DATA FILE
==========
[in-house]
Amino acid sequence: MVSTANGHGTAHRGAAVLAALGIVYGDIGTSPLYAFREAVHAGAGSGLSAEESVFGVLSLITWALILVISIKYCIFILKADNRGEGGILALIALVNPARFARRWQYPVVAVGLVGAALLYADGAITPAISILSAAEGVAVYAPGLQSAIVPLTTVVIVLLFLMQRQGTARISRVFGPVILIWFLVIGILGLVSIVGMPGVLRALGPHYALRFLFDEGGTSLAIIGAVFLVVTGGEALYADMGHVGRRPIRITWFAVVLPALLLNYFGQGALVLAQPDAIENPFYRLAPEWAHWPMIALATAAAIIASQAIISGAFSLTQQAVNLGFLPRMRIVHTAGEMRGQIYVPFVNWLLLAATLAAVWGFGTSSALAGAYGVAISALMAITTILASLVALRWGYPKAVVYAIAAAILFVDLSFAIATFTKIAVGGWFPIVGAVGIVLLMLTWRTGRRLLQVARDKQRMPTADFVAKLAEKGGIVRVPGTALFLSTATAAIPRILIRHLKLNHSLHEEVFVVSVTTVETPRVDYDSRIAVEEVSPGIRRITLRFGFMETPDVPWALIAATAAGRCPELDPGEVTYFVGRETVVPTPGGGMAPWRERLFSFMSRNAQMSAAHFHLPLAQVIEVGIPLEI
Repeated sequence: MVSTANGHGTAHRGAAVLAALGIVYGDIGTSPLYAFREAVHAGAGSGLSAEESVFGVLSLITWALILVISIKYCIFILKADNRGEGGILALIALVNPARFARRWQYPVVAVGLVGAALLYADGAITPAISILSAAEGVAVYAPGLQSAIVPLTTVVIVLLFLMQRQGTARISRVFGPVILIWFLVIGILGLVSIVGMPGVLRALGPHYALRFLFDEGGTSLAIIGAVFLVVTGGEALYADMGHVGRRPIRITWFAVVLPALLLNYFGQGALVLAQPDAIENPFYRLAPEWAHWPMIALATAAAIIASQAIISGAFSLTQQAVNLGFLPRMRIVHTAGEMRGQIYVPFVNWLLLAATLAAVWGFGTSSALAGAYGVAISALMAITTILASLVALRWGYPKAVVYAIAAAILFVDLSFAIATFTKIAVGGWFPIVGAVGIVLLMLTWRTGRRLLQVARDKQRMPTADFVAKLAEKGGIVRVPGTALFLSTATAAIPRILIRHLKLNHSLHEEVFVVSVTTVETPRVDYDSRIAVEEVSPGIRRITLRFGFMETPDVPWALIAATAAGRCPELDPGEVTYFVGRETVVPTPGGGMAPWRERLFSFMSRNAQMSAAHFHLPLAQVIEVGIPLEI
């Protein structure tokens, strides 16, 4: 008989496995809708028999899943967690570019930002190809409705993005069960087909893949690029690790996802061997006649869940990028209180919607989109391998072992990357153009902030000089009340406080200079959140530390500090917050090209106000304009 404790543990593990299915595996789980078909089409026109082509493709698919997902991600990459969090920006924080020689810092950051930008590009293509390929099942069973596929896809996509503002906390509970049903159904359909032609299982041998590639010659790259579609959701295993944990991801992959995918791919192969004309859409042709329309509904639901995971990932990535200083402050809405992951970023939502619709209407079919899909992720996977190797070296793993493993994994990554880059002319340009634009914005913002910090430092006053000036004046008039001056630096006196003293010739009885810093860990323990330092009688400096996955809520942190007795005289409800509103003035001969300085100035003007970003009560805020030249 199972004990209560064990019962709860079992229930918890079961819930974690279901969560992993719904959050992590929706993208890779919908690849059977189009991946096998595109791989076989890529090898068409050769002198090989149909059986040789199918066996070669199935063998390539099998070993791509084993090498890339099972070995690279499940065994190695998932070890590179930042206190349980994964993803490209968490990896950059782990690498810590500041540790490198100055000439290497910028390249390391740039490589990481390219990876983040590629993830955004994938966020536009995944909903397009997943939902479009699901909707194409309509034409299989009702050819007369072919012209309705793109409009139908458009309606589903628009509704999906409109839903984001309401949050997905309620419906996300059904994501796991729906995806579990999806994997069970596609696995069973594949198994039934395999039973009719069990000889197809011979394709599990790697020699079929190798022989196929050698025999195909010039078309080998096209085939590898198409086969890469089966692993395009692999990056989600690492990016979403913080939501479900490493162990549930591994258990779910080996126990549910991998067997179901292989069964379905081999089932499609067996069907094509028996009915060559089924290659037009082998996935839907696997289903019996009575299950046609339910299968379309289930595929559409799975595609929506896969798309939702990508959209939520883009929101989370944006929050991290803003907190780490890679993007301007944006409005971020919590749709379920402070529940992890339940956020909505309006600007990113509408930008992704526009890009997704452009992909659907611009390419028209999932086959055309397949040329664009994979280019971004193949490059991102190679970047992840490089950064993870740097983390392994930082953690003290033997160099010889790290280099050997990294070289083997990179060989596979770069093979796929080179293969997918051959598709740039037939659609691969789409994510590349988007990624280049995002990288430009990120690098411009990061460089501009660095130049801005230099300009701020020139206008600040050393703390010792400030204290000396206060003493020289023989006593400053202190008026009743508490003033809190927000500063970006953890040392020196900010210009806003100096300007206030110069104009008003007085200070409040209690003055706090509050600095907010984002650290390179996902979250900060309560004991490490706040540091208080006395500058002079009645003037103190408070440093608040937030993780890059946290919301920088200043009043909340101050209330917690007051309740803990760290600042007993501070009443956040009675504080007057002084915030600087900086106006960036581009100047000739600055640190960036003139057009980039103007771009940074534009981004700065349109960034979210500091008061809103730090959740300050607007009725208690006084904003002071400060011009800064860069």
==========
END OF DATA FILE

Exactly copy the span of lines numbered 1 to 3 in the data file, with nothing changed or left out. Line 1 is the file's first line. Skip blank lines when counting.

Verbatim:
[in-house]
Amino acid sequence: MVSTANGHGTAHRGAAVLAALGIVYGDIGTSPLYAFREAVHAGAGSGLSAEESVFGVLSLITWALILVISIKYCIFILKADNRGEGGILALIALVNPARFARRWQYPVVAVGLVGAALLYADGAITPAISILSAAEGVAVYAPGLQSAIVPLTTVVIVLLFLMQRQGTARISRVFGPVILIWFLVIGILGLVSIVGMPGVLRALGPHYALRFLFDEGGTSLAIIGAVFLVVTGGEALYADMGHVGRRPIRITWFAVVLPALLLNYFGQGALVLAQPDAIENPFYRLAPEWAHWPMIALATAAAIIASQAIISGAFSLTQQAVNLGFLPRMRIVHTAGEMRGQIYVPFVNWLLLAATLAAVWGFGTSSALAGAYGVAISALMAITTILASLVALRWGYPKAVVYAIAAAILFVDLSFAIATFTKIAVGGWFPIVGAVGIVLLMLTWRTGRRLLQVARDKQRMPTADFVAKLAEKGGIVRVPGTALFLSTATAAIPRILIRHLKLNHSLHEEVFVVSVTTVETPRVDYDSRIAVEEVSPGIRRITLRFGFMETPDVPWALIAATAAGRCPELDPGEVTYFVGRETVVPTPGGGMAPWRERLFSFMSRNAQMSAAHFHLPLAQVIEVGIPLEI
Repeated sequence: MVSTANGHGTAHRGAAVLAALGIVYGDIGTSPLYAFREAVHAGAGSGLSAEESVFGVLSLITWALILVISIKYCIFILKADNRGEGGILALIALVNPARFARRWQYPVVAVGLVGAALLYADGAITPAISILSAAEGVAVYAPGLQSAIVPLTTVVIVLLFLMQRQGTARISRVFGPVILIWFLVIGILGLVSIVGMPGVLRALGPHYALRFLFDEGGTSLAIIGAVFLVVTGGEALYADMGHVGRRPIRITWFAVVLPALLLNYFGQGALVLAQPDAIENPFYRLAPEWAHWPMIALATAAAIIASQAIISGAFSLTQQAVNLGFLPRMRIVHTAGEMRGQIYVPFVNWLLLAATLAAVWGFGTSSALAGAYGVAISALMAITTILASLVALRWGYPKAVVYAIAAAILFVDLSFAIATFTKIAVGGWFPIVGAVGIVLLMLTWRTGRRLLQVARDKQRMPTADFVAKLAEKGGIVRVPGTALFLSTATAAIPRILIRHLKLNHSLHEEVFVVSVTTVETPRVDYDSRIAVEEVSPGIRRITLRFGFMETPDVPWALIAATAAGRCPELDPGEVTYFVGRETVVPTPGGGMAPWRERLFSFMSRNAQMSAAHFHLPLAQVIEVGIPLEI